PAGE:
“I like stepping into the future. Therefore, I look for doorknobs.”

March 16, 2013

The sun was shining earlier but has since disappeared. I don’t really care. A cloudy day seems to be the norm. Sunny days are anomalies. It is also really cold, but March on Cape Cod is seldom warm. When I went to get the papers, I stood a while at the front garden. The crocus (or croci if I use my Latin) are fully bloomed and so beautiful. The yellow even brightens a day like today.

I am amazed by how quickly the world has changed. I used to be content with a flickering black and white TV, even for cartoons. Now I have this big HD television and am even thinking of upgrading. My typewriter is in the cellar. It was a high school graduation present from my parents. I was then and still am the worst typist. Wite-Out was my friend as was that white tape you typed over to correct the errors. Now my computer makes corrections, most of the time without my help. I don’t chop onions. My food processor does that. I have three different size processors. I use the smallest one for when I need a tablespoon of something chopped. The microwave cooks dinner in minutes. I use my oven for storage. I do use it other times to bake, but the last time I did I burned a box of crackers I forgot was in there. I have a blender and an immerser. The only machine I don’t have is a can opener. I still use a hand opener. I used to sleep downstairs on the couch in the summer with the back door open. Upstairs was too hot. Then I got an air-conditioner for my bedroom and sometimes I’d stay in the cool all afternoon. Now my whole house is air-conditioned. I remember Sunday drives with all six of us crammed in the car and all the windows opened, but it was still hot and sticky. I sometimes got car sick. Who’d blame me? The car air-conditioner solved that problem. No more encyclopedias. We can just Google anything and get more answers than we imagined existed. My first transistor radio was big, but every year radios got smaller. I had a cassette recorder with me in Ghana. The last time I went I brought my iPod with I don’t know how many songs. My iPad came with me also and was my source for books and amusement. My Instamatic took pretty good pictures back in 1969, but my parents had to send me film as none could be had in Ghana, and I had to send it to them to be processed. In two years I took 290 slides. On my last visit, using my digital camera, I took over 400 pictures in three weeks.

When I was a kid, dreaming of the future, I figured by now, like the Jetsons, we’d have cars which can fly. I expected to be anywhere in the world in a short time, but it still takes 10 1/2 hours to get to Ghana. I want to be beamed, here one minute and there the next. Maybe a bit of cryonic sleep will preserve me until then, but wait! We don’t have cryonic sleep yet.

“I cannot pretend to feel impartial about colors. I rejoice with the brilliant ones and am genuinely sorry for the poor browns.”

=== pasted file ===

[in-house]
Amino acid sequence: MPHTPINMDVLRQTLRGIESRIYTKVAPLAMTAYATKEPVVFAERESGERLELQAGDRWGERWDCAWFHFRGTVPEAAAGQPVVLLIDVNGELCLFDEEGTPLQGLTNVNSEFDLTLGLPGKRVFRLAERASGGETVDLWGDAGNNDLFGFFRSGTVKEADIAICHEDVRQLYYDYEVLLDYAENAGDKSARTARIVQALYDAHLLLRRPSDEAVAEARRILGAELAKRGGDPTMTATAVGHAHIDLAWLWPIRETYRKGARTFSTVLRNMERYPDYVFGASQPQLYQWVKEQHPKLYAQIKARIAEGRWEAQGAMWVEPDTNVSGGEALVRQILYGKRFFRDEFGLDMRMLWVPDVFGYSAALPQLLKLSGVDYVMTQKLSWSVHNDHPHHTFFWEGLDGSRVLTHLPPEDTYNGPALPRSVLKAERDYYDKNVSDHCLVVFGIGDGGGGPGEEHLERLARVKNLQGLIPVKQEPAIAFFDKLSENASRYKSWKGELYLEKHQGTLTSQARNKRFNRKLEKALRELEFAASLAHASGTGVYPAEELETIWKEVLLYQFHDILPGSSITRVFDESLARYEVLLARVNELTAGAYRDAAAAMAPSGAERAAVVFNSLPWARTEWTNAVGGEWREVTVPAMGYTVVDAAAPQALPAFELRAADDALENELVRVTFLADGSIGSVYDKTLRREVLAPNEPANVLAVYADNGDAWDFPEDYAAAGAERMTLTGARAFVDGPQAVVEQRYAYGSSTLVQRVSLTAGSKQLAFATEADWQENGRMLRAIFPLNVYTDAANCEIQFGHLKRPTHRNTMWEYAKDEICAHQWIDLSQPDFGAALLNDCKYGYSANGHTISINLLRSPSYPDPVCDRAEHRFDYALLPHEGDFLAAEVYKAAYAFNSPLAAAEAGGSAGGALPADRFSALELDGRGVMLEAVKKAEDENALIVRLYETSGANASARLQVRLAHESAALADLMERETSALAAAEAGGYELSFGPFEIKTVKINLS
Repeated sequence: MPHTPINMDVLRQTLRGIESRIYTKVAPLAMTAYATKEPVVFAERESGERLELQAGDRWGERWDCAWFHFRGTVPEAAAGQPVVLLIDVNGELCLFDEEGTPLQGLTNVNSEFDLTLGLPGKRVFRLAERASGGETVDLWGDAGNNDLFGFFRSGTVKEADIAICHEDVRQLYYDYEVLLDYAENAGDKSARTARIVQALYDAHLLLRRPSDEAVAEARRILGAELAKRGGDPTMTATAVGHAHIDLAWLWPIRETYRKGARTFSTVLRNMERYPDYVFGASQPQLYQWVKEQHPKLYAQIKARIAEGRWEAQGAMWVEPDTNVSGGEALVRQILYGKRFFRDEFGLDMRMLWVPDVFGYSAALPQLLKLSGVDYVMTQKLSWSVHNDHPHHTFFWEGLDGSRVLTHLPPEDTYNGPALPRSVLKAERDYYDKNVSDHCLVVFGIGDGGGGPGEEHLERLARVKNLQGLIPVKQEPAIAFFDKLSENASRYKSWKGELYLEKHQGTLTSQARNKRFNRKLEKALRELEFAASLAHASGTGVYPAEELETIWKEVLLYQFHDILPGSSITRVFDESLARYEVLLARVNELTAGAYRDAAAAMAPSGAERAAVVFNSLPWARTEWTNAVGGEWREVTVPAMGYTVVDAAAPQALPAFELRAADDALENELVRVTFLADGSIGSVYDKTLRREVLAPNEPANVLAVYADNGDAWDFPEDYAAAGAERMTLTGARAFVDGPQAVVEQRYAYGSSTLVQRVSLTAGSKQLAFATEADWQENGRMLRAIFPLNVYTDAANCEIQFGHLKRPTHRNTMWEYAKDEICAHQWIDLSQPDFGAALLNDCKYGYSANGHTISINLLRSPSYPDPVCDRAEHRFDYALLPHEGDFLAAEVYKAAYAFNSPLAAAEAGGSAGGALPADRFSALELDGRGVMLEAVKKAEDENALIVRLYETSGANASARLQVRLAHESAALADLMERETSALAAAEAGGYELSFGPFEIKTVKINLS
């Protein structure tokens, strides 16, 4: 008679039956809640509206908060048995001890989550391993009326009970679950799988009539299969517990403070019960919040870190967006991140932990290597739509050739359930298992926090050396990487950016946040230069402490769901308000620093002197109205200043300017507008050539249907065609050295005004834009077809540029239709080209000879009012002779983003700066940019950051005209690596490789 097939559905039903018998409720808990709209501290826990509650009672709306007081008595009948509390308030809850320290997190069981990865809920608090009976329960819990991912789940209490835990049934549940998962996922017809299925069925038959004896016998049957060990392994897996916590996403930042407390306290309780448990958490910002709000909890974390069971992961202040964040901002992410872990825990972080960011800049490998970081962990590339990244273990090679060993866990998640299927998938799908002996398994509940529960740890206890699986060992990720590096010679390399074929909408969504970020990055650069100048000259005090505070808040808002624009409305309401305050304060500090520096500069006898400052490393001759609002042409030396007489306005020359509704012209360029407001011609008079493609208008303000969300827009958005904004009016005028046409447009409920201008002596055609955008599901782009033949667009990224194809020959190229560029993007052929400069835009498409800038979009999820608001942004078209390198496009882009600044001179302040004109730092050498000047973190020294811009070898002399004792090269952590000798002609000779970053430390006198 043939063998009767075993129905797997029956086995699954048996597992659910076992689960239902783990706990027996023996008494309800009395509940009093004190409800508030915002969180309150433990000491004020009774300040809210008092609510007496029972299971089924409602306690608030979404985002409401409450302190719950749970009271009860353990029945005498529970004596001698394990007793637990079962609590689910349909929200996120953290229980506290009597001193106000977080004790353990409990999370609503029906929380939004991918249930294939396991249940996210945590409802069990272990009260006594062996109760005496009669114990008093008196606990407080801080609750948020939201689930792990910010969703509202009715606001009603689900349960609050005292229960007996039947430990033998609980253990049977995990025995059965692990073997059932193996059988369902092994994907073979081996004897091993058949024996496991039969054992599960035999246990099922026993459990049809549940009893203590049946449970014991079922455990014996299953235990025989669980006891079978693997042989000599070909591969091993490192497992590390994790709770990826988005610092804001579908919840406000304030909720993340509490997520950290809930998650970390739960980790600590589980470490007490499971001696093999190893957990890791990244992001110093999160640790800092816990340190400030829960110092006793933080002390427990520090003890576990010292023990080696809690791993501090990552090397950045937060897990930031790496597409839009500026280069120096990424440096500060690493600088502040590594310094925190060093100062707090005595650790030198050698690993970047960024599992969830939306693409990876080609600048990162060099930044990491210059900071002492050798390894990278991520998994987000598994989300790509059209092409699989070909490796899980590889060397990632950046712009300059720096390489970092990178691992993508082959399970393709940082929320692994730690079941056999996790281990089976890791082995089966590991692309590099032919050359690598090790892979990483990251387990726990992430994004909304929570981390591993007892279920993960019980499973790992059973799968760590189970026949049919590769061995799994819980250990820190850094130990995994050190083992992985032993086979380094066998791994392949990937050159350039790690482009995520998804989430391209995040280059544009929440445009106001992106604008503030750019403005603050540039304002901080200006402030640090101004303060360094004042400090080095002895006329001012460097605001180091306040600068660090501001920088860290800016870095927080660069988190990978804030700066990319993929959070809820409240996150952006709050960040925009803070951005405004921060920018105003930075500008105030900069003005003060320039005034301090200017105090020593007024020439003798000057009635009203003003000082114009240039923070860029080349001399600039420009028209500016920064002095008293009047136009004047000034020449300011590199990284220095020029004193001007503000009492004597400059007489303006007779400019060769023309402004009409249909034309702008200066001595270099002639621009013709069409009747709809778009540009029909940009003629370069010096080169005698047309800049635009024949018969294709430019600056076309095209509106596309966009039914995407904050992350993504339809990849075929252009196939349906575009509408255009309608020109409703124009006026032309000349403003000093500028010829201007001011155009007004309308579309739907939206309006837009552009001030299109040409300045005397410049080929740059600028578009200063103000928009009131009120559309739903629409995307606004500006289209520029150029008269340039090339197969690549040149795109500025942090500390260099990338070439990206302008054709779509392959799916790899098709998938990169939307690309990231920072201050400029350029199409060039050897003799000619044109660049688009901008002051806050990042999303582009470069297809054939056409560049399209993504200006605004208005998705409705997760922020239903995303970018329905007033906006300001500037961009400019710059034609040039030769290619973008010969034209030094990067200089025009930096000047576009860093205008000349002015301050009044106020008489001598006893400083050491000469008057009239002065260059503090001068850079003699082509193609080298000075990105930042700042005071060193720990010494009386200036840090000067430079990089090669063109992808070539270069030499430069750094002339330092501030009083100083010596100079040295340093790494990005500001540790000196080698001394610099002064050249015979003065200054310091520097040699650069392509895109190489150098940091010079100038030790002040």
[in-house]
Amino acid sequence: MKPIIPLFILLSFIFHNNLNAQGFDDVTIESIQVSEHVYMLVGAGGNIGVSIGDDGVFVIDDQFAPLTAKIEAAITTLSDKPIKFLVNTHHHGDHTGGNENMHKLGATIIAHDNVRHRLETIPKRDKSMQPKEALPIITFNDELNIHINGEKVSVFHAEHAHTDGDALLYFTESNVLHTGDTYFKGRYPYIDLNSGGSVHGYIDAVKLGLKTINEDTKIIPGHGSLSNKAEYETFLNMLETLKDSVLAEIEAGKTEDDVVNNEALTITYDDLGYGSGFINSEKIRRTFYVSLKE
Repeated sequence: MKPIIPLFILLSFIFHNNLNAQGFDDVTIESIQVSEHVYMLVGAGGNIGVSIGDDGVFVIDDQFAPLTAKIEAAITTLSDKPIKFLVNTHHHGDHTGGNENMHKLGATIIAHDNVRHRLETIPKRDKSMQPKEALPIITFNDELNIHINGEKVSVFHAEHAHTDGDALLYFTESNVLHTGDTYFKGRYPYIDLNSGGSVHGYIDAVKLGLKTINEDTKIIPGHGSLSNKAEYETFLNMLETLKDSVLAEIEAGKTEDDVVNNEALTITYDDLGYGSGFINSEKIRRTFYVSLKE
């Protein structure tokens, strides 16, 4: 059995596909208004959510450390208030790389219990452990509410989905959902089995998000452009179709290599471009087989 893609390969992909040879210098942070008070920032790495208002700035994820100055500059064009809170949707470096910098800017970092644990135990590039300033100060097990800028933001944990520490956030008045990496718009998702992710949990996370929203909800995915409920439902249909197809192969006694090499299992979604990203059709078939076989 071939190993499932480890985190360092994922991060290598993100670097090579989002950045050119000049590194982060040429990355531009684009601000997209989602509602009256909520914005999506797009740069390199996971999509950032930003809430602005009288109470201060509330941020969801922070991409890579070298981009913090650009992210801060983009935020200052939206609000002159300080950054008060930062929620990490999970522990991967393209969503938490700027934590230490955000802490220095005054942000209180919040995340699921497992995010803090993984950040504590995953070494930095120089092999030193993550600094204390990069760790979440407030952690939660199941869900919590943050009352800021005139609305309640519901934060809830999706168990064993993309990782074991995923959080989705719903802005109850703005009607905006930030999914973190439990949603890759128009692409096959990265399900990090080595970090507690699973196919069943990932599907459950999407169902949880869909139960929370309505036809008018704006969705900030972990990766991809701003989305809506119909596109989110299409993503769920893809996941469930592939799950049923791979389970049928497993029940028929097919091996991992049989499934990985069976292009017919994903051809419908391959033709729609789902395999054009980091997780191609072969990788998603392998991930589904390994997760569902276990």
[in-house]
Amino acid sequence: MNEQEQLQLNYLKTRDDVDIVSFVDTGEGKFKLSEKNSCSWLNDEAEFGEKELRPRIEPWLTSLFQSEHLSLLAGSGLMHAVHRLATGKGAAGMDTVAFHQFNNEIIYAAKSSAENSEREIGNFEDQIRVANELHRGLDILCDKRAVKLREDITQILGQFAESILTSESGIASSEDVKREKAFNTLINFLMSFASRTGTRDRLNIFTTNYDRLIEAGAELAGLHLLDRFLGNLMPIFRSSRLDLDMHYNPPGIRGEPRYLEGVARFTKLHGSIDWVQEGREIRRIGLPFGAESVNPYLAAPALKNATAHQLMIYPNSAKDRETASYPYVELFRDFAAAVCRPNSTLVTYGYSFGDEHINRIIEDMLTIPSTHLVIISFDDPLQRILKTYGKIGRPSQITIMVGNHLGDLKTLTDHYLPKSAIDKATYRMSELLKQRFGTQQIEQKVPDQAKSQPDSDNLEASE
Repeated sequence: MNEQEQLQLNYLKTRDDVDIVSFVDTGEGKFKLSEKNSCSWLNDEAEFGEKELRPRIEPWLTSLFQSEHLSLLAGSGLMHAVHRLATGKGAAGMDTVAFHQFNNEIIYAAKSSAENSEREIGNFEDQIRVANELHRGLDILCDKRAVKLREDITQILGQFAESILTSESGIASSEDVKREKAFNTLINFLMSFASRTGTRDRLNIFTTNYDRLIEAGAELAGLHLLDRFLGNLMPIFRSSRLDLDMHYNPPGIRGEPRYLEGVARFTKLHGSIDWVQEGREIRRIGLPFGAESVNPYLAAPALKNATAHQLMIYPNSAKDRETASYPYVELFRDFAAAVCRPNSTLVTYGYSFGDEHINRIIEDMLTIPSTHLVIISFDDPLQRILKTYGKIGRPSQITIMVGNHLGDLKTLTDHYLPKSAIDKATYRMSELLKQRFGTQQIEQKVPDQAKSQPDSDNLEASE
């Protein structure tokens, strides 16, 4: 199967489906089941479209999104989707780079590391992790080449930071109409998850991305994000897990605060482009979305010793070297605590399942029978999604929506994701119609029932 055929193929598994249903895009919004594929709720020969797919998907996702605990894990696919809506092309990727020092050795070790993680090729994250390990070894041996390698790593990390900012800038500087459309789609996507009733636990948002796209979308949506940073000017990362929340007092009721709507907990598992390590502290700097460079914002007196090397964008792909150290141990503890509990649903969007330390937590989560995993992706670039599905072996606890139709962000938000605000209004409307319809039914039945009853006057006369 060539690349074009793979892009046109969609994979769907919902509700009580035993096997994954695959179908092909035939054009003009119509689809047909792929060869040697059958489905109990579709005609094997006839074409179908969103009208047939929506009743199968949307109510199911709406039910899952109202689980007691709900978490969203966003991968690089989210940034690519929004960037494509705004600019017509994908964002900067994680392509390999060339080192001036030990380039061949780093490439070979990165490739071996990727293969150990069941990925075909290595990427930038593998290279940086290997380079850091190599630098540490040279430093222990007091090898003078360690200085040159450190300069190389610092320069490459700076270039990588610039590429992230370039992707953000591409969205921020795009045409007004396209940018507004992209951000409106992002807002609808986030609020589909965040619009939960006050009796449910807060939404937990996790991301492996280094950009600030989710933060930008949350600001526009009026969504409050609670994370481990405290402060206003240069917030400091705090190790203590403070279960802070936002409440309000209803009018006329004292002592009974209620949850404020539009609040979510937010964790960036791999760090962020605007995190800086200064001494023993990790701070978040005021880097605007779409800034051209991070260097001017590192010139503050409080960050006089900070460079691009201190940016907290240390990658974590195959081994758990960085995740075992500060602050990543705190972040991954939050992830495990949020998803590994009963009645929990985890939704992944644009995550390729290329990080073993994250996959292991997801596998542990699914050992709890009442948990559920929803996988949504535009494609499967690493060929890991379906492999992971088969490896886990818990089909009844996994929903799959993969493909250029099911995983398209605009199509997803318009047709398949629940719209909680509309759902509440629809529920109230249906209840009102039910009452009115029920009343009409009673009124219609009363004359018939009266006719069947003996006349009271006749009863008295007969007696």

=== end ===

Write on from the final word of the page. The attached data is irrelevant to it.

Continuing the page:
February 20, 2012

By this time of year people are usually complaining about the cold and the snow and the whereabouts of spring. You meet someone in the supermarket and right away the conversation turns to the weather where you have common grounds about which to chat as you choose your pasta. The word cold is bandied about as people whine and complain and you pick the ziti. This year, though, is entirely different. Cold has a new definition and complaining has taken a different form. Now we complain when the weather is in the 30’s, a temperature which used to be a reprieve from the freezing days of past winters. Today is 35°, and I think it cold. The weatherman predicts the rest of the week will be in the 40’s and Thursday will be close to 50°. That’s winter, at least this year, and I have no complaints.

This morning I noticed all the green shoots in the garden close to the house. I can see three daffodil bulbs, but I forget what flowers the rest of the shoots belong to. Last fall I planted a bundle of different bulbs so I have no idea what’s coming. I figure that’s like getting a gift from spring.

Summer clothes are always the brightest. Winter clothes seem drab by comparison, and I think that the whole color thing ought to be reversed. In winter we should be dressed as brightly as we can be in orange and yellow and pinks and violets and all their combinations. Usually it is Easter which brings back the color in clothes, and that’s not when we need it. By Easter the world has already begun to color itself in bright blossoms and flowers and berries. The gardens are alive and the tree leaves are fresh and bright. It is in winter when we should be at our most brilliant.

Today I will wear the brightest color I can find, maybe even a Hawaiian shirt. I know I’ll have to wear a long sleeve something underneath to keep me warm, but that’s okay. It’s the color you can see that’s important.

In case you’re wondering, I’m that bedazzling shopper in the pasta aisle.